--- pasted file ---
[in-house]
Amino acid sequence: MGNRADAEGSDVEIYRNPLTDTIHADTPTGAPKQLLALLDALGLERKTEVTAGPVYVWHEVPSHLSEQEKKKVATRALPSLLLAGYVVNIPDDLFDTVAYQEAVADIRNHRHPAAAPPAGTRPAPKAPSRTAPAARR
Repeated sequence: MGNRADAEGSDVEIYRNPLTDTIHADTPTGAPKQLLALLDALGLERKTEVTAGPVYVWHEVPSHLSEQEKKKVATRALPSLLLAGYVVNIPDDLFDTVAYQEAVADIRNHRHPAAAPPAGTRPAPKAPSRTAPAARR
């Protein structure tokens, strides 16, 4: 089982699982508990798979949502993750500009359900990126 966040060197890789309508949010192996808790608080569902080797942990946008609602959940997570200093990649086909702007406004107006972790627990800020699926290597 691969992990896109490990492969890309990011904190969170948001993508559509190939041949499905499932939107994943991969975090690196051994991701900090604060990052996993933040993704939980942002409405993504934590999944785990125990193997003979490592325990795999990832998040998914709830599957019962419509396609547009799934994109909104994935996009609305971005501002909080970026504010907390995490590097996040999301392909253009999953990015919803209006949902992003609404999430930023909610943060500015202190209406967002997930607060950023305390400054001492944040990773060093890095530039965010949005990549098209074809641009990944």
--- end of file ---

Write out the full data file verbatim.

[in-house]
Amino acid sequence: MGNRADAEGSDVEIYRNPLTDTIHADTPTGAPKQLLALLDALGLERKTEVTAGPVYVWHEVPSHLSEQEKKKVATRALPSLLLAGYVVNIPDDLFDTVAYQEAVADIRNHRHPAAAPPAGTRPAPKAPSRTAPAARR
Repeated sequence: MGNRADAEGSDVEIYRNPLTDTIHADTPTGAPKQLLALLDALGLERKTEVTAGPVYVWHEVPSHLSEQEKKKVATRALPSLLLAGYVVNIPDDLFDTVAYQEAVADIRNHRHPAAAPPAGTRPAPKAPSRTAPAARR
């Protein structure tokens, strides 16, 4: 089982699982508990798979949502993750500009359900990126 966040060197890789309508949010192996808790608080569902080797942990946008609602959940997570200093990649086909702007406004107006972790627990800020699926290597 691969992990896109490990492969890309990011904190969170948001993508559509190939041949499905499932939107994943991969975090690196051994991701900090604060990052996993933040993704939980942002409405993504934590999944785990125990193997003979490592325990795999990832998040998914709830599957019962419509396609547009799934994109909104994935996009609305971005501002909080970026504010907390995490590097996040999301392909253009999953990015919803209006949902992003609404999430930023909610943060500015202190209406967002997930607060950023305390400054001492944040990773060093890095530039965010949005990549098209074809641009990944």